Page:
Love and Rockets

Love and Rockets #50 (May 1996)

Love and Rockets #50 is a perfectly solid issue of Love and Rockets. Beto’s Palomar farewell is outstanding in its execution, with him employing a lot more comic strip-influenced narrative techniques than usual. He doesn’t have enough room, it’s clear, and some things are rushed. Mario’s back for the finale too, which is fitting since […]

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Love and Rockets #49 (November 1995)

On the inside front cover, there’s an announcement Love and Rockets #49 is the penultimate issue. Both Bros embrace it, but very, very differently. Beto has this exceedingly disturbing and self-loathing series of short strips, usually starring himself (or an obvious analog). There’s some great art and some rather good storytelling–like the one where he […]

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Love and Rockets #48 (August 1995)

Two issues to go, but no countdown clock other than Beto promising a last visit to Palomar in #50. Now, he got me once before with that Farewell, My Palomar story so I’m not sure I’d have believed him back in 1995. Because the Jaime story, despite dealing with Maggie trying to tie up the […]

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Love and Rockets #47 (April 1995)

It’s an outstanding issue. Los Bros each contribute a story and each story does very different things. Beto’s first. He’s finally bringing Luba’s daughters into contact with their previously unknown grandmother, while also doing a Gorgo story. There are flashbacks for Gorgo and Maria–including Maria’s (previously unrevealed, I think) involvement in Eduardo’s death (which happened […]

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Love and Rockets #46 (December 1994)

Even with Beto doing the centerpiece, Love and Rockets #46 is (technically) a Jaime issue. The issue opens with Maggie/Perla (it gets even more confusing because there’s a flashback to pre-Love and Rockets #1 days) and Esther hanging out at Vicki’s wrestling training camp. There are three Butt Sisters stories, but they’re really just one […]

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Love and Rockets #45 (July 1994)

Beto’s only got one story this issue. Sure, it’s eleven or so pages–so almost twice as long as most of Jaime’s–but Jaime’s got four stories. There’s a lot from Hoppers. And a lot of Hoppers. I guess I’m talking about Jaime’s stories first. So he’s got two stories with Maggie (Perla) and Esther. The first […]

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Love and Rockets #44 (March 1994)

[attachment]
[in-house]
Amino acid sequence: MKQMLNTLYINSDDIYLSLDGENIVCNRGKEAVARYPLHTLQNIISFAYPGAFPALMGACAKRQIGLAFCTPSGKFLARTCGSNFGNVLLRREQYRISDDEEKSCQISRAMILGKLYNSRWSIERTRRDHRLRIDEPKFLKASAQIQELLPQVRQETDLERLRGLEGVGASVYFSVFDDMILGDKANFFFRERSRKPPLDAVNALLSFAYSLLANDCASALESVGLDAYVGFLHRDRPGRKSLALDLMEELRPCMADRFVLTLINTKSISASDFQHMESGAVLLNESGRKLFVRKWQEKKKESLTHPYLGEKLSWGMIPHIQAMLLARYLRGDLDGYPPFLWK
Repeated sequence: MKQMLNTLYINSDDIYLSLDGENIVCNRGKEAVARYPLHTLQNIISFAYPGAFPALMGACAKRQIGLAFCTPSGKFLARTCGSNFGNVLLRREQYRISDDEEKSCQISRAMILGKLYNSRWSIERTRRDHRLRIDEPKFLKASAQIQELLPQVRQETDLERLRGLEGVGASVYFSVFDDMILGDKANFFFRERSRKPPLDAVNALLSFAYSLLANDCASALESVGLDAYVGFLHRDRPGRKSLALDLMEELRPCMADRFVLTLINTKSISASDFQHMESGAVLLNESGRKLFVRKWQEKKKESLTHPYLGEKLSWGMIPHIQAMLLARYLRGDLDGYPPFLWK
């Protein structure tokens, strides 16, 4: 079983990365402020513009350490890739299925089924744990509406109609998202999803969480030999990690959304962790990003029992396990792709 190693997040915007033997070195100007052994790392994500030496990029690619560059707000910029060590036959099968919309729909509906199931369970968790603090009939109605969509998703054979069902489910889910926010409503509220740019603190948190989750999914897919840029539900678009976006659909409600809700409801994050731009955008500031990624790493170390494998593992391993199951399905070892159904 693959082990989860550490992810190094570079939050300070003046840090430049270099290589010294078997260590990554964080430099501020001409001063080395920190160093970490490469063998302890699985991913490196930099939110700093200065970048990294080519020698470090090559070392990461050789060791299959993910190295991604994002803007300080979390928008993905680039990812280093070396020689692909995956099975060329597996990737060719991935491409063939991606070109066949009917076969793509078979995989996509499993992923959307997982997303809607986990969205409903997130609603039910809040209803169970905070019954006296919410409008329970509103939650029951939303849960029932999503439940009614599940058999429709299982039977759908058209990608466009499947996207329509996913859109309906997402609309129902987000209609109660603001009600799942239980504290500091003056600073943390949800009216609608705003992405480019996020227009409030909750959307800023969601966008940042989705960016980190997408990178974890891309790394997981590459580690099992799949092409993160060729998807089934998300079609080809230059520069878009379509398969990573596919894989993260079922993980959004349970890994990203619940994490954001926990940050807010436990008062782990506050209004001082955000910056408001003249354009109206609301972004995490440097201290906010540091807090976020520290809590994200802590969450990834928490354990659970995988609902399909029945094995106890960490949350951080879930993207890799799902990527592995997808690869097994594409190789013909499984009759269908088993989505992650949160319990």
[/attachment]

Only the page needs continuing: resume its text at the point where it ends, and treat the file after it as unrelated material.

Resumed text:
For the first time in either a very long time or ever, there are only two stories in the issue. One Beto, one Jaime. First up is Jaime’s, which has Maggie’s sister Esther visiting her in Texas. Well, it starts with Esther visiting their dad, then going to see Maggie and pals but their dad […]

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Love and Rockets #43 (December 1993)

It’s a packed issue. Six stories, three from each brother. While Beto’s got one wordless one, he’s also got a sixteen panels a page one. Packed. And kind of entirely unexpected, as far as Beto’s stuff. His first story catches up with Petra and Fritzi–the two half-sisters Luba doesn’t know she has in the states–as […]

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Love and Rockets #42 (August 1993)

I’m wondering if Love and Rockets #42 reads different knowing there are only eight more issues. Though Beto’s Farewell, My Palomar certainly hints at something coming to a close. And maybe so does Jaime’s opener, which is a Maggie and Penny story only it’s all about how Maggie’s real nick name is Perla and it […]

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Love and Rockets #41 (May 1993)

Love and Rockets #41 is kind of strange. Both Beto and Jaime have somewhat peculiar story subjects. Beto opens the issue with an Errata Stigmata comic, but about her parents trying to ward death away from her. It’s four disquieting pages. Beto concentrates on the mood and lets the narrative bewilder. It’s an experiment in […]

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Love and Rockets #40 (January 1993)

Love and Rockets #40 is a surprising issue. Beto’s Poison River finale is a surprise, lost Los Bros brother Mario contributes his first material in at least seven years, and Jaime gives Maggie her own story for the first time in a while. Not seven years but almost seven issues? Jaime opens the issue. Maggie’s […]

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Love and Rockets #39 (August 1992)

Two stories end in this issue, with Poison River having one more to go. But the issue opens with the finale Wigwam Bam, which Jaime didn’t announce last issue, and the last Love and Rockets, which Beto did. Wigwam Bam opens the issue, Love and Rockets finishes it. Jaime gets a lot done in Wigwam […]

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Love and Rockets #38 (June 1992)